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Adt Security Services, Inc., et al v. Lisle-Woodridge Fire Protection District

August 23, 2011


The opinion of the court was delivered by: Milton I. Shadur Senior United States District Judge


After extended litigation and a thorough vetting of the issues by the parties and by this Court itself, it issued a July 20, 2011 memorandum opinion and order ("Opinion") granting a partial summary judgment against Lisle-Woodridge Fire Protection District ("District") calling for a permanent injunction, which was then issued on August 16. As District's counsel had announced during the most recent court sessions addressing the appropriate terms of that injunction, District has now filed a motion to stay its enforcement. This memorandum opinion and order explains why the motion is without merit and must be denied.

As this Court has repeatedly explained during the course of this litigation, this case involves an act of illegal self-aggrandizement by a fire protection district. Heedless of the fact that the Illinois General Assembly has carefully circumscribed the powers of fire protection districts in the course of creating them and defining the scope of their authority,*fn1 District has treated itself as though it were some sort of general legislative body, with wide-ranging power to expand its own authority beyond the boundaries set by its creator. That violation of fundamental principles by District in trampling on the rights of companies going about their legitimate business of providing alarm security services led this Court to enter a preliminary injunction (presently on appeal) and now the permanent injunction.

District's counsel begin their argument for a stay in a manner that has regrettably typified too many of their legal arguments during the course of this litigation--they impermissibly reframe the operative legal principles in a way that seeks to ease their burden of persuasion. Thus their Motion at 2, in stating the factors to be considered as to the grant or denial of a stay of a permanent injunction order, lists the first and vitally important factor, as reported in the per curiam decision in Etherly v. Schwartz, 590 F.3d 531, 532 (7th Cir. 2009), as "likelihood of success on appeal"--but the actual language in Etherly requires "a strong showing that it is likely to succeed on the merits of its appeal." Indeed, on that score Etherly expressly cited the Supreme Court's decision in Hilton v. Braunskill, 481 U.S. 770, 776 (1987), which has definitively stated the factors in these terms:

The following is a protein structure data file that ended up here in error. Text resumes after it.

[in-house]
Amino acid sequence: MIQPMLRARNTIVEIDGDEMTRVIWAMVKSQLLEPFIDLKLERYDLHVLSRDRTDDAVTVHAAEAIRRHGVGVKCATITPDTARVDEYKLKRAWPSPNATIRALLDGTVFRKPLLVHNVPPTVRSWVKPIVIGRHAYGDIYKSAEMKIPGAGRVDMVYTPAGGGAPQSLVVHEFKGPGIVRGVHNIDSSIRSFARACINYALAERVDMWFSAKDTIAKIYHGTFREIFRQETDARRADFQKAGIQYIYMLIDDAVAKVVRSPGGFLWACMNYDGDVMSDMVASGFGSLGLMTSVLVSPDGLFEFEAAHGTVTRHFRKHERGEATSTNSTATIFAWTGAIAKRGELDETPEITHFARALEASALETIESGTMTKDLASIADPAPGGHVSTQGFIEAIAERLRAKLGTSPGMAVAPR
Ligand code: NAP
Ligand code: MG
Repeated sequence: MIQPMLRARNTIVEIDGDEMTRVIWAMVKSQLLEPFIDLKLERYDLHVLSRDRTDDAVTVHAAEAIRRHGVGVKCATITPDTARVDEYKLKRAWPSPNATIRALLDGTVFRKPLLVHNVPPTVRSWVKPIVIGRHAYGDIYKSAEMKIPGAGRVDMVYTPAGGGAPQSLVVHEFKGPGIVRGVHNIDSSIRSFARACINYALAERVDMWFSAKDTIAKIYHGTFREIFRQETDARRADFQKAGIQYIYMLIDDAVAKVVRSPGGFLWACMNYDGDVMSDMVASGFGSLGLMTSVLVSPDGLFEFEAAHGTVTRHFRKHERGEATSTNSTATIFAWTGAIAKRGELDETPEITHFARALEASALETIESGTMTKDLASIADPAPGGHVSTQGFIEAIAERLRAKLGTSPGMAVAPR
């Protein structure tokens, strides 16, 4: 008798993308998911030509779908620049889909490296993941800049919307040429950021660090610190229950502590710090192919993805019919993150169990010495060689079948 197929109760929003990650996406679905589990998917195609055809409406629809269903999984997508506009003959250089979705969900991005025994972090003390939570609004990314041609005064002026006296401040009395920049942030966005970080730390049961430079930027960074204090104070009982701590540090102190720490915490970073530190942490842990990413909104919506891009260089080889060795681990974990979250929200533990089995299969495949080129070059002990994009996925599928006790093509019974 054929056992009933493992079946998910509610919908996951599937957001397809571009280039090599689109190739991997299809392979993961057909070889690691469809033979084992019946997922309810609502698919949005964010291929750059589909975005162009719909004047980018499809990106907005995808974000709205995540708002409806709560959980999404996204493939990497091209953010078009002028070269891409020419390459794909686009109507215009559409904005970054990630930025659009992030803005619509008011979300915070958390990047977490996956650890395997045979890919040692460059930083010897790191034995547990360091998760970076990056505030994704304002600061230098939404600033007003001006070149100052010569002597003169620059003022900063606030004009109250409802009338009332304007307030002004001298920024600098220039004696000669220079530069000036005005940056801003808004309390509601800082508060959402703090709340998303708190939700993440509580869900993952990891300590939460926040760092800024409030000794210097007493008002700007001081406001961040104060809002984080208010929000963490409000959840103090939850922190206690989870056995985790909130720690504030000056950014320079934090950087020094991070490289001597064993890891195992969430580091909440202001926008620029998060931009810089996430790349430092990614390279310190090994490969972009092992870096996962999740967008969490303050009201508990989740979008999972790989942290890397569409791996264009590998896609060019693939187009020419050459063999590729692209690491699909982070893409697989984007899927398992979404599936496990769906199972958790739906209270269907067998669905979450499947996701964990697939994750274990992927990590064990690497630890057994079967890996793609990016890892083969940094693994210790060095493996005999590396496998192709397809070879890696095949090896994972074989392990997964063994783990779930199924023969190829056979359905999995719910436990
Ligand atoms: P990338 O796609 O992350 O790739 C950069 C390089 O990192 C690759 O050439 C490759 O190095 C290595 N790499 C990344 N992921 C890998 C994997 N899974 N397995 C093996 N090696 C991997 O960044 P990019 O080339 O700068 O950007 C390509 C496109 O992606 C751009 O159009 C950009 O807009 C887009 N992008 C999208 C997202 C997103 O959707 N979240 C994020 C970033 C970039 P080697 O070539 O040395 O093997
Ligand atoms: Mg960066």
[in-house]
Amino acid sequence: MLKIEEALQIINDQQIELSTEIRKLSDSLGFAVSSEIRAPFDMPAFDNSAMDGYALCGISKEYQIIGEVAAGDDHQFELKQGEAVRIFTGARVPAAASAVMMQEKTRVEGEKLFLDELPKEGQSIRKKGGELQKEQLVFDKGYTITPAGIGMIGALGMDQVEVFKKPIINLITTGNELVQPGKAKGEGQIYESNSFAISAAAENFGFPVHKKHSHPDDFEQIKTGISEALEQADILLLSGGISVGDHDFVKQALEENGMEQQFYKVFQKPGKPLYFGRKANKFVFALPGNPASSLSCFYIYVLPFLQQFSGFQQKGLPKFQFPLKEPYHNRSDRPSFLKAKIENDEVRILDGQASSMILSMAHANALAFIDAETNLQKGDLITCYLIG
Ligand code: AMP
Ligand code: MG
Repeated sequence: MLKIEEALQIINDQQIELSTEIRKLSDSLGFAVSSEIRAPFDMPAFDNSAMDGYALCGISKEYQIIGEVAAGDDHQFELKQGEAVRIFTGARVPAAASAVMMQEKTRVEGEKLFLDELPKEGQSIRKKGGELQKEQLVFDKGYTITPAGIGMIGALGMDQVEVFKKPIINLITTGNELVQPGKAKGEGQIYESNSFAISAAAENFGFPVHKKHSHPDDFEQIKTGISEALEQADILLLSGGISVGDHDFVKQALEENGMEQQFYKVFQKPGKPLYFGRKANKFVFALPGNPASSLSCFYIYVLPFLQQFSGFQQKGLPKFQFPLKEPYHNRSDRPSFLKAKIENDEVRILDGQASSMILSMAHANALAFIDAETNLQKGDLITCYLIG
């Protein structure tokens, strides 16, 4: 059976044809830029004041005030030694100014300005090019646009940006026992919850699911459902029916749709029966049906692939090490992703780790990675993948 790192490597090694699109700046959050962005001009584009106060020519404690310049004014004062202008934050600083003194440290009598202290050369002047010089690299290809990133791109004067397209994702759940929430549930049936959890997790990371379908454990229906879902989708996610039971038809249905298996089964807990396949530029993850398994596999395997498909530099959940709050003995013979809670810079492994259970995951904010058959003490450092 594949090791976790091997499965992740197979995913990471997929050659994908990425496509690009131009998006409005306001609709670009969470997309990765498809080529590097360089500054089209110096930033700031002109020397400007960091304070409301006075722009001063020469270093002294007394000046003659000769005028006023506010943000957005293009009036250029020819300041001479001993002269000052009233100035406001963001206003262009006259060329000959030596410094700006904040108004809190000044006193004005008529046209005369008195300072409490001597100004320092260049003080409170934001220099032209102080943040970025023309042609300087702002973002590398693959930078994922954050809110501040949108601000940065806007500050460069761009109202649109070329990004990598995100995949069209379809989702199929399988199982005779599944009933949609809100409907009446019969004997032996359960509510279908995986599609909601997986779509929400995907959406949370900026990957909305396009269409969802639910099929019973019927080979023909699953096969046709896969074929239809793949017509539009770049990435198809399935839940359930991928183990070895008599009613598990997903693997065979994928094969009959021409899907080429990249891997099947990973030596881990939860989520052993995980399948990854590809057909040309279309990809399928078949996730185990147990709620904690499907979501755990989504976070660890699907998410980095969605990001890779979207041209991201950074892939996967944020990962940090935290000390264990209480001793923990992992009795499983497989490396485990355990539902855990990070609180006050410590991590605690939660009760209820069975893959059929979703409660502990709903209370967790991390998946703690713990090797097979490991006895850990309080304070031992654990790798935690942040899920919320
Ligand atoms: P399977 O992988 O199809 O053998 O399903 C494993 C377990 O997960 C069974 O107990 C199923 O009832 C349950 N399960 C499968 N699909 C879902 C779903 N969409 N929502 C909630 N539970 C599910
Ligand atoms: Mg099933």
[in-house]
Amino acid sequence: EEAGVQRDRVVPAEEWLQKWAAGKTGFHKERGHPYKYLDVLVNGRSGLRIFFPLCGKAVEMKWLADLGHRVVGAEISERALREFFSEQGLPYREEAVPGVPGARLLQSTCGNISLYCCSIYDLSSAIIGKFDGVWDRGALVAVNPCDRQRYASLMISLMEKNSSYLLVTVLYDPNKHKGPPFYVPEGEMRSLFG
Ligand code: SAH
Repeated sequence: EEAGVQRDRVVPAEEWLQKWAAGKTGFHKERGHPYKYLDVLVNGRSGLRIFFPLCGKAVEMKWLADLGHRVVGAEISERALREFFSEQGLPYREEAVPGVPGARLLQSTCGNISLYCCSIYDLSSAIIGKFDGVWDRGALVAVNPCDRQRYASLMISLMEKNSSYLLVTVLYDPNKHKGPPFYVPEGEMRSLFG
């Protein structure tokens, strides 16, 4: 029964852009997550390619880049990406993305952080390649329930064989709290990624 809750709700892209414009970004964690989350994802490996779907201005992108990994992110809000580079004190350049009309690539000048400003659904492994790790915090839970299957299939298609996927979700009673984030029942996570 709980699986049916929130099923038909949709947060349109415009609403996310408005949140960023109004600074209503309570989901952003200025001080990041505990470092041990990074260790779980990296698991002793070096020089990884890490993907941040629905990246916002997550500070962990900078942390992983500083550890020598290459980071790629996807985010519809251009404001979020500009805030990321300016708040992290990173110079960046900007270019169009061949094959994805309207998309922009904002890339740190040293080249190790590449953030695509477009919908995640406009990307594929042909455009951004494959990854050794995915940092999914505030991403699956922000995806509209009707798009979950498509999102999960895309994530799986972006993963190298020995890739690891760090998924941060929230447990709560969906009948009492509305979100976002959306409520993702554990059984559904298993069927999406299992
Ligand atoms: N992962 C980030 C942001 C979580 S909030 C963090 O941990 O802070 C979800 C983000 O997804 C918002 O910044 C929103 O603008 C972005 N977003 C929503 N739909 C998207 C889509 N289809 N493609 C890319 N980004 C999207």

Different Rules of Procedure govern the power of district courts and the courts of appeals to say an order pending appeal. See Fed. Rule Civ. Proc. 62(c);

Fed. Rule App. Proc. 8(a). Under both Rules, however, the factors regulating the issuance of a stay are generally the same: (1) whether the stay applicant has made a strong showing that he is likely to succeed on the merits; (2) whether the applicant will be irreparably injured absent a stay; (3) whether issuance of the stay will substantially injure the other parties interested in the proceeding; and (4) where the public interest lies.